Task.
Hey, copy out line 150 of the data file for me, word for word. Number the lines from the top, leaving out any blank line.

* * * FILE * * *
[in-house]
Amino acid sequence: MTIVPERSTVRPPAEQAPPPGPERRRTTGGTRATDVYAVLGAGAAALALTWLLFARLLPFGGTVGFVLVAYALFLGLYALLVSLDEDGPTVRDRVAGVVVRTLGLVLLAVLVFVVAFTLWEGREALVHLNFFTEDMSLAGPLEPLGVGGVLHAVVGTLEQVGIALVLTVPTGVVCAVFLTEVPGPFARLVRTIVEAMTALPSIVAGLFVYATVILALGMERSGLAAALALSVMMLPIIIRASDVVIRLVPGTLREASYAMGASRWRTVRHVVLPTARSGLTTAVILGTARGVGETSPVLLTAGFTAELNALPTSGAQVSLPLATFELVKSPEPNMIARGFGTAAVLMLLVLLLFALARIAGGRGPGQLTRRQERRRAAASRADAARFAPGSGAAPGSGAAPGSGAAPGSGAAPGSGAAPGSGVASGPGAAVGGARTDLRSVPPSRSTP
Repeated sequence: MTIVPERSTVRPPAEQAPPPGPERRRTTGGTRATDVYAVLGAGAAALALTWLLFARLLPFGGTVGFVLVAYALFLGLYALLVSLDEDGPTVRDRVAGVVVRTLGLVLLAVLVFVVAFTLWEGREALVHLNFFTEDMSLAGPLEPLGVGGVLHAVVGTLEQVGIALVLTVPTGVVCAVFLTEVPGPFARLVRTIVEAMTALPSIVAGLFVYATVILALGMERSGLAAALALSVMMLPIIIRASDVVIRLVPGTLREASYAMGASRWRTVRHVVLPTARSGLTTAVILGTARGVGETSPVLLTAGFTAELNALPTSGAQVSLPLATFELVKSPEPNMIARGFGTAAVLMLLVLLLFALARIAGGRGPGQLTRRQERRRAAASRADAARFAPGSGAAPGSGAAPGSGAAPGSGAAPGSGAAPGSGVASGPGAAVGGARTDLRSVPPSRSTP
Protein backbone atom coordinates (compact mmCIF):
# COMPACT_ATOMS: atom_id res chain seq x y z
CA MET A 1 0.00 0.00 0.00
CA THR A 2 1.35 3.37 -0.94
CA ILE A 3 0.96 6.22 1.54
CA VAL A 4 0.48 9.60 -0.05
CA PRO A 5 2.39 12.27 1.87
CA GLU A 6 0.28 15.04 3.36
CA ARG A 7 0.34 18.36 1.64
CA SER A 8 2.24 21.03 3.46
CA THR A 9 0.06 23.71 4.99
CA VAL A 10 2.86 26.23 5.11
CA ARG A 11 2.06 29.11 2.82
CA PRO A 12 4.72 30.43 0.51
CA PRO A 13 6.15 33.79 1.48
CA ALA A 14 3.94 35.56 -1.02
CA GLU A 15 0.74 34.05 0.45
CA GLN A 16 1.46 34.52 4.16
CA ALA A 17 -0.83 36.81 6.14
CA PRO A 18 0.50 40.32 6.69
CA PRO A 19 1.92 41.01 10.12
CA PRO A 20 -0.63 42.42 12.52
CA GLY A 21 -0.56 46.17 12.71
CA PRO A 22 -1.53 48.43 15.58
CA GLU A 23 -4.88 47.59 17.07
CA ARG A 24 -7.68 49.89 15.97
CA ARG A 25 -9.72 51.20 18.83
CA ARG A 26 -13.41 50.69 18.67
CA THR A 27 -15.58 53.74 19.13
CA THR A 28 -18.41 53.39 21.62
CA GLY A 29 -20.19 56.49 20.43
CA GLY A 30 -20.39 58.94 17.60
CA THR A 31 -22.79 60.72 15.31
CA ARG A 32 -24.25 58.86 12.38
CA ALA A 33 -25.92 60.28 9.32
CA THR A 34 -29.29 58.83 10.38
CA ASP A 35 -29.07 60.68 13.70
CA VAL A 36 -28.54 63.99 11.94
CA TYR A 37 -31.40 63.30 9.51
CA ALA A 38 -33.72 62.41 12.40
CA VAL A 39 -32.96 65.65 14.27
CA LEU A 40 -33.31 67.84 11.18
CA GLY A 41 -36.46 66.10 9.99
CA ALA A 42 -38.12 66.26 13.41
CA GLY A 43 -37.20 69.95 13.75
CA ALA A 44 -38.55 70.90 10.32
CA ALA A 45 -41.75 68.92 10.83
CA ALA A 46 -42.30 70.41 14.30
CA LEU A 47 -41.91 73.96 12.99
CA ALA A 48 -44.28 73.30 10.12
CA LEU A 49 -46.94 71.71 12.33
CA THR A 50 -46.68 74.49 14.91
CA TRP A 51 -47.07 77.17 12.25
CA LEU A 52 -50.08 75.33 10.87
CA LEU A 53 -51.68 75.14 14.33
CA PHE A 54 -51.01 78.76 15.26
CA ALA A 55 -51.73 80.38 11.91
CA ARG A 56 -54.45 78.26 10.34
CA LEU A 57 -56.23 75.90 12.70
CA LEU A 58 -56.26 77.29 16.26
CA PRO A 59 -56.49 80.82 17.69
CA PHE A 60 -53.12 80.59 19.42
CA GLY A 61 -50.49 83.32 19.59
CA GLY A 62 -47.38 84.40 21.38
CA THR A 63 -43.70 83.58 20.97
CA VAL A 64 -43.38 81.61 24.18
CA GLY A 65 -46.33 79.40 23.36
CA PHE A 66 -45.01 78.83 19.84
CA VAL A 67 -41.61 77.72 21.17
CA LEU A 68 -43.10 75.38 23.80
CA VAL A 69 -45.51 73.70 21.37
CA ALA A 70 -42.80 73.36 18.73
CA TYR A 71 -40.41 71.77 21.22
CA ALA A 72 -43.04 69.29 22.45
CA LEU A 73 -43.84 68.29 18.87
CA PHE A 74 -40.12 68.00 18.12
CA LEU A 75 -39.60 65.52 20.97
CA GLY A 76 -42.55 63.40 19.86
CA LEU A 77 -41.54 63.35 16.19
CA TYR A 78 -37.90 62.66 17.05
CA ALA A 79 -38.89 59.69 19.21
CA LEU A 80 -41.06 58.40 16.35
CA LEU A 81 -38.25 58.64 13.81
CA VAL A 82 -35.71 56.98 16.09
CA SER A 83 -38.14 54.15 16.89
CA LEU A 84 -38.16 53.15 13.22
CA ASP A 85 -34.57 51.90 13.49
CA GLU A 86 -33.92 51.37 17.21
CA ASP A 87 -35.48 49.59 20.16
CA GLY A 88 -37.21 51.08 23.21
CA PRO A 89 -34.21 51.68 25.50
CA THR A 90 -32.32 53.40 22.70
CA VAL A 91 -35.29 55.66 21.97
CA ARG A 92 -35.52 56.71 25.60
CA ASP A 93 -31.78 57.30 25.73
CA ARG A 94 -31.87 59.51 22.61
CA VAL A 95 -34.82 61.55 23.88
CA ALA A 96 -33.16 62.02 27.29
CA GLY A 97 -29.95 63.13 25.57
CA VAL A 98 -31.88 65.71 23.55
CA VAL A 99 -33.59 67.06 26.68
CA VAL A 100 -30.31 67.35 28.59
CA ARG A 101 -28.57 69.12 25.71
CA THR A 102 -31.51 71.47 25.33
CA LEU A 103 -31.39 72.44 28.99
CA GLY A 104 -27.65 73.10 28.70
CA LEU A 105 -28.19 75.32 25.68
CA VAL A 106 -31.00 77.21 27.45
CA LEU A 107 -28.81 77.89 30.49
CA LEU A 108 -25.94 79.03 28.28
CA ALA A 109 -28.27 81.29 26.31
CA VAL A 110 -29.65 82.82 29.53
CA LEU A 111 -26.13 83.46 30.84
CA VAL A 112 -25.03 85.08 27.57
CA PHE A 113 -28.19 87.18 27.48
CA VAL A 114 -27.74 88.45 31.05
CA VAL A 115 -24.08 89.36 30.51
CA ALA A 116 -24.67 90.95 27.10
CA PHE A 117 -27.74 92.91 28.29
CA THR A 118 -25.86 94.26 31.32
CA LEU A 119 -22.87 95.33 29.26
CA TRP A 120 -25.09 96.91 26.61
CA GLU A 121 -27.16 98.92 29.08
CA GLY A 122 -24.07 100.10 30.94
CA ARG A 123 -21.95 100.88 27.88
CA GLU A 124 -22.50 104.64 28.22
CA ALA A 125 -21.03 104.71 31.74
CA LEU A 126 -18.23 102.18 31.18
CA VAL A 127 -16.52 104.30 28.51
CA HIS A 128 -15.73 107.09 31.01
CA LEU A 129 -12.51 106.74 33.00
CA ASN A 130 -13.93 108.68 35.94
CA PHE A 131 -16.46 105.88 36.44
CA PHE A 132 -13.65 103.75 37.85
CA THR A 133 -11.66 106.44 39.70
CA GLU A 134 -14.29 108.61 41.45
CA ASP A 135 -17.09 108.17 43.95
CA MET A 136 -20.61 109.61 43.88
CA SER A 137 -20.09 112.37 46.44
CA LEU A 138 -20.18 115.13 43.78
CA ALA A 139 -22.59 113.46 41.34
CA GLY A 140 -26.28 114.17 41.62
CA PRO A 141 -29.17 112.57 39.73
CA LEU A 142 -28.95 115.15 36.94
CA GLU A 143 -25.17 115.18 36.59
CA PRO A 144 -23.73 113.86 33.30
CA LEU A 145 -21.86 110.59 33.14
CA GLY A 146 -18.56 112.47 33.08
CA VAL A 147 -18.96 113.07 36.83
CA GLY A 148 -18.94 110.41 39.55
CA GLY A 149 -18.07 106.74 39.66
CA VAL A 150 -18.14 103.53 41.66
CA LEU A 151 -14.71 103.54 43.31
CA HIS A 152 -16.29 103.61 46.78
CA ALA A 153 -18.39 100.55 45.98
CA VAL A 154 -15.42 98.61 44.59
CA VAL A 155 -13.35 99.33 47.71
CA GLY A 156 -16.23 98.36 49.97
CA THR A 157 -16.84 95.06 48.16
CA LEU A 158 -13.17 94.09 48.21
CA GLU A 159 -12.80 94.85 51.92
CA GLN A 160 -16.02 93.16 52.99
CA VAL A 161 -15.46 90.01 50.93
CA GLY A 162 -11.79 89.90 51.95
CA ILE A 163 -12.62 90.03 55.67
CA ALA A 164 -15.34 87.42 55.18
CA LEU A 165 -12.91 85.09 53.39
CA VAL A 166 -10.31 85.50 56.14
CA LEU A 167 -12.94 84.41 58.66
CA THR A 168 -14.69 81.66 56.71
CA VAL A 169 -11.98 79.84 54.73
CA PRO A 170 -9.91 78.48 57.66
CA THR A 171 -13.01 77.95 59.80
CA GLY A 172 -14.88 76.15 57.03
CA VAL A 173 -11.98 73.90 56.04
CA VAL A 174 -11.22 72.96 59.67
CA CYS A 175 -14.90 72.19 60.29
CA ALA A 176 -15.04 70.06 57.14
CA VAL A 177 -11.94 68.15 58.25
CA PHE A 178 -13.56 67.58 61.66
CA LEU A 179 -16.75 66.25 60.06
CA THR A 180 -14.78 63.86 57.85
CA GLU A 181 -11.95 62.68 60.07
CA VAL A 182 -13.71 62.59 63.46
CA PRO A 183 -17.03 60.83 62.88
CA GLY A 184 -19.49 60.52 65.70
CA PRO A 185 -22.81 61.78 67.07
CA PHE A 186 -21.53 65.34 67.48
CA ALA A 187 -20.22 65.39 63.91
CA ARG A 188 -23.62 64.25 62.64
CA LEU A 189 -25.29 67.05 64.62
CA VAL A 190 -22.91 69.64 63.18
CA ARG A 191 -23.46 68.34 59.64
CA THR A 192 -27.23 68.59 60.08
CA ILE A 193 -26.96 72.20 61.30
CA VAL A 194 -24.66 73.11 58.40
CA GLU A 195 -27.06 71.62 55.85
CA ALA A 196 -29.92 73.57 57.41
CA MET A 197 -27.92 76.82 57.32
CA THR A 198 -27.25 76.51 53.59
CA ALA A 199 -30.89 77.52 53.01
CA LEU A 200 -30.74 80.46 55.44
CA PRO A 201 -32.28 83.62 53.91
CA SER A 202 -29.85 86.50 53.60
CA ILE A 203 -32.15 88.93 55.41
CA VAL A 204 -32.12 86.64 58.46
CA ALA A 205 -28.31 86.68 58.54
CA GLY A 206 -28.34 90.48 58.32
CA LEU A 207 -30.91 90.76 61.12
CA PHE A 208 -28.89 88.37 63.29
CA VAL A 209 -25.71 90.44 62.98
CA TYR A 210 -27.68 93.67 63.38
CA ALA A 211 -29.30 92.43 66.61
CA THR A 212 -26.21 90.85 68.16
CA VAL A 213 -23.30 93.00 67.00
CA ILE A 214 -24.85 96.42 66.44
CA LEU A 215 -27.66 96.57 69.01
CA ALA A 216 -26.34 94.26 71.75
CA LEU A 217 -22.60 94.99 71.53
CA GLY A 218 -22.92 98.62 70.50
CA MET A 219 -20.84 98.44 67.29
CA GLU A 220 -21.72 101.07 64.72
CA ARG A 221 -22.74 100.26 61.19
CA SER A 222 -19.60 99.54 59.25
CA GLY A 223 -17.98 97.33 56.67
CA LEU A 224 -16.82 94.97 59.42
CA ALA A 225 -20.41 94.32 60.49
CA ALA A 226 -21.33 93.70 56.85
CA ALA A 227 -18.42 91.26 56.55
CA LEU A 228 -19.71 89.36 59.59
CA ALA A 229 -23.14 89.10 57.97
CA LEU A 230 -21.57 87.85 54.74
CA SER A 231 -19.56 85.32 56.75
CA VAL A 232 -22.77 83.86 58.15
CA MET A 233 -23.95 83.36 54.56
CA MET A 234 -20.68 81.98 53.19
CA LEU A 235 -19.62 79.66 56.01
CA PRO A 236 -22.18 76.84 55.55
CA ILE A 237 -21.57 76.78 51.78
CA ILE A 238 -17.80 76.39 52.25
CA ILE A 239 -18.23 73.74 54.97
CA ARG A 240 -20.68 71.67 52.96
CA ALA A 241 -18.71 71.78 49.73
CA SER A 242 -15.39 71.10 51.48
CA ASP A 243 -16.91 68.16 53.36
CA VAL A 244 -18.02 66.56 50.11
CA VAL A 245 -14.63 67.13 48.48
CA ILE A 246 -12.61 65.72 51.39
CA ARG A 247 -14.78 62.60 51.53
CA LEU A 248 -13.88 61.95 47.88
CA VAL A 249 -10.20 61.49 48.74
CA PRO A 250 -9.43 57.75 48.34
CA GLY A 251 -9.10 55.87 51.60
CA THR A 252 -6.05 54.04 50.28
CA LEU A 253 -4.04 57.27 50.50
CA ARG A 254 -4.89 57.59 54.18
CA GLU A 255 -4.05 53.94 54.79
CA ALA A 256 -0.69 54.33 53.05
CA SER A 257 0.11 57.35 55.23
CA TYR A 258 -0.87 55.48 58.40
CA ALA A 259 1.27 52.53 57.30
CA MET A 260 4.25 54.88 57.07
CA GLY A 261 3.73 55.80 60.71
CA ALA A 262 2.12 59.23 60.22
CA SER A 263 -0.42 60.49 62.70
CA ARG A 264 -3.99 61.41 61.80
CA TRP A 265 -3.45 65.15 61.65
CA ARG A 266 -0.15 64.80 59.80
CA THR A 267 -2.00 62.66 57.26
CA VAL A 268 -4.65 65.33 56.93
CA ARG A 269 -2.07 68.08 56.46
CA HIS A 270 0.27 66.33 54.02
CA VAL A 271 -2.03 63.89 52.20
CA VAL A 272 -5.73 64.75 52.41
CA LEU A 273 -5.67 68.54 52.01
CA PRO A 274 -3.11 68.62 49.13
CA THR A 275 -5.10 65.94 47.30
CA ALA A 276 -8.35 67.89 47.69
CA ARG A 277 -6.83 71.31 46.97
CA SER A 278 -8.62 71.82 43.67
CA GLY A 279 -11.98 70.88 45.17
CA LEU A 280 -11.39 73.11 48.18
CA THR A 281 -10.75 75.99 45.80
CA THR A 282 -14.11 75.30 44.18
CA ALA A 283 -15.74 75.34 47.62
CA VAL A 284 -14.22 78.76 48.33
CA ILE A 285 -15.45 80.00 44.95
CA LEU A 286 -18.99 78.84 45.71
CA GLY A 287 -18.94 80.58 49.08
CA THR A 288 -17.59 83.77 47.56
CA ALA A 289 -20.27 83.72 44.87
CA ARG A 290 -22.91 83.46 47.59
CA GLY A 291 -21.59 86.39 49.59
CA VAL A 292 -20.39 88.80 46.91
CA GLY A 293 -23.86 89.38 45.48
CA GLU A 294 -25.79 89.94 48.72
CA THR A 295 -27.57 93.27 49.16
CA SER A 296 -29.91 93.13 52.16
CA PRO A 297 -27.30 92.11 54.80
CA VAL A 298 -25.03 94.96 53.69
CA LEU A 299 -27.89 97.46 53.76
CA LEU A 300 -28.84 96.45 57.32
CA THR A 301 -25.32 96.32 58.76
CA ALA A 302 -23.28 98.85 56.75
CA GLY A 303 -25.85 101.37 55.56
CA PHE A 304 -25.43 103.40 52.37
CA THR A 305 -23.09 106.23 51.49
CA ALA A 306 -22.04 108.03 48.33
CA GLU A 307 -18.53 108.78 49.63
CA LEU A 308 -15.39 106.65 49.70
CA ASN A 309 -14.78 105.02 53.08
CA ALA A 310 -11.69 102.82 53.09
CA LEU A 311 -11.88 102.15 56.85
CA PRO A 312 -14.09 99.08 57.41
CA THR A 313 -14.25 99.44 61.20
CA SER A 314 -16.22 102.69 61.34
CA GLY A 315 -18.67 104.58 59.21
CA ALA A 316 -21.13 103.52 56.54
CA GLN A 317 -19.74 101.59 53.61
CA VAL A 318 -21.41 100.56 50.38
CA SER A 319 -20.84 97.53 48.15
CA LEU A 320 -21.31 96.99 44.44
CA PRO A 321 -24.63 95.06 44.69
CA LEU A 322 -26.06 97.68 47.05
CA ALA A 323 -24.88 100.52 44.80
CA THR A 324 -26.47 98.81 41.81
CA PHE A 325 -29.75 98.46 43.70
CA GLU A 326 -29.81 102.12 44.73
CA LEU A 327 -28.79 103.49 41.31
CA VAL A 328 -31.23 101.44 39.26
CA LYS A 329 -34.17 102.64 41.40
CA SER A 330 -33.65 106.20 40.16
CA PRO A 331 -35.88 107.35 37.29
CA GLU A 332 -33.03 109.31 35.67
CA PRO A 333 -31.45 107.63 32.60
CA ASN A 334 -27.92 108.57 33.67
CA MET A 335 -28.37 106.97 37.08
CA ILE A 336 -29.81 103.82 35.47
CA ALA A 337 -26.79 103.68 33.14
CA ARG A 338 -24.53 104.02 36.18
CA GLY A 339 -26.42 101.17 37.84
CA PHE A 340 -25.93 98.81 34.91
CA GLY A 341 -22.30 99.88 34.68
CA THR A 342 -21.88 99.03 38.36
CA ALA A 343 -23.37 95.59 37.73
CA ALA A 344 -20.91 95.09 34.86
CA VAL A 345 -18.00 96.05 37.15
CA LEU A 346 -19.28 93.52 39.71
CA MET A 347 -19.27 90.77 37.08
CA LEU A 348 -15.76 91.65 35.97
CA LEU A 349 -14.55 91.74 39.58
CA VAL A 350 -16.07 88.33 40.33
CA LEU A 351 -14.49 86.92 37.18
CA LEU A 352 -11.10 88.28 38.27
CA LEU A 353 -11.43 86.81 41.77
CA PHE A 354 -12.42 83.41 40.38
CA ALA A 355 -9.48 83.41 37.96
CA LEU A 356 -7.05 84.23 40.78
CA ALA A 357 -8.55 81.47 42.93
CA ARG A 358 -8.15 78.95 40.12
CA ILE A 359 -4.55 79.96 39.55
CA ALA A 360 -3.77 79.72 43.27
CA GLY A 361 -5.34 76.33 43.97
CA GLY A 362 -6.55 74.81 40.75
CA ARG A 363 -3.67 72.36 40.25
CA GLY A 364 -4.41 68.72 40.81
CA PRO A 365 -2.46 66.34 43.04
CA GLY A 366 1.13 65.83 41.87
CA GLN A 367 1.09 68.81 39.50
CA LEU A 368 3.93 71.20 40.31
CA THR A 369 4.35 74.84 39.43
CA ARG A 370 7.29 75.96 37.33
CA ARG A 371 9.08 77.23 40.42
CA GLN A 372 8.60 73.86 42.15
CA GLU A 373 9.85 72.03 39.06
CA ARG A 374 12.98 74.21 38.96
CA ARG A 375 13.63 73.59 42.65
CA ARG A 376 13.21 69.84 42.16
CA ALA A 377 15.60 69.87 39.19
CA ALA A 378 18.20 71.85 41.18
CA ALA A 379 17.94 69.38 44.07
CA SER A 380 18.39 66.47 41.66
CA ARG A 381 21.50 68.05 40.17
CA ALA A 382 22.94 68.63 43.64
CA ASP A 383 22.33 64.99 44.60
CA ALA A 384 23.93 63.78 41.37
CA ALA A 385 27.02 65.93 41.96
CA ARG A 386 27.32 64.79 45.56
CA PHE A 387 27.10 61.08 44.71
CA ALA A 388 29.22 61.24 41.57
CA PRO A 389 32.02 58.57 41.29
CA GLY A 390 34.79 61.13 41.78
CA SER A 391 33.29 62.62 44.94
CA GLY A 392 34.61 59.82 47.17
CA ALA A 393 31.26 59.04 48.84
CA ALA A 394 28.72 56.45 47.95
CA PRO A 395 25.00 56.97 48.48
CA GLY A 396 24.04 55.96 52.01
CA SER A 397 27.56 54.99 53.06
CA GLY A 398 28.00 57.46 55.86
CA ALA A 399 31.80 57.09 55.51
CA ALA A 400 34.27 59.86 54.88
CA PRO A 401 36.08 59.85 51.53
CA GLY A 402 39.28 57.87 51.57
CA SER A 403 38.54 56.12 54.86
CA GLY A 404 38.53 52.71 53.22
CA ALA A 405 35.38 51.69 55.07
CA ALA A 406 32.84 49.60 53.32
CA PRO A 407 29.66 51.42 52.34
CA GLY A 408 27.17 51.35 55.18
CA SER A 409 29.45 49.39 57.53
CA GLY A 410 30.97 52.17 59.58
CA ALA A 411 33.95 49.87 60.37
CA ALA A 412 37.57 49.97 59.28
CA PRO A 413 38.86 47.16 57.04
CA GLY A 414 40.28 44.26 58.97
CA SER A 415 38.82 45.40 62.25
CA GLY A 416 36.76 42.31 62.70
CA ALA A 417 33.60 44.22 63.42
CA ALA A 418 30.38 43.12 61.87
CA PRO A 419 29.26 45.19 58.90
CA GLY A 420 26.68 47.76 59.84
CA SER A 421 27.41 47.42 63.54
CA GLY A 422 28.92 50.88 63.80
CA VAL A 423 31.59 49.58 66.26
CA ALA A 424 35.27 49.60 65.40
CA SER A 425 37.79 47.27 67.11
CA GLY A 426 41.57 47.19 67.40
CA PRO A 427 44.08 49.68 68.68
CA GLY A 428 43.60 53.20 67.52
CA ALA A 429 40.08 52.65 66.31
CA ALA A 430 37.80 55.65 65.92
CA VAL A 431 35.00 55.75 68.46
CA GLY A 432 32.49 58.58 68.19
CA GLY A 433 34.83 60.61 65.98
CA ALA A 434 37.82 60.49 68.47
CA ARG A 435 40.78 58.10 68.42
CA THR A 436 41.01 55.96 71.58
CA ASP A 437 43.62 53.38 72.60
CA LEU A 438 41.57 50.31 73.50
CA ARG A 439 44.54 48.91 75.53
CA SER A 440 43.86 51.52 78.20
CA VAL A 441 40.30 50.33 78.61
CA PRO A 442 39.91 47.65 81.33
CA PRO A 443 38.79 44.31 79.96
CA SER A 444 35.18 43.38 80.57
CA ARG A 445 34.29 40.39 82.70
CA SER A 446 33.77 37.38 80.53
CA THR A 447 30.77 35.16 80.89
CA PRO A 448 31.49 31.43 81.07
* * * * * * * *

CA LEU A 145 -21.86 110.59 33.14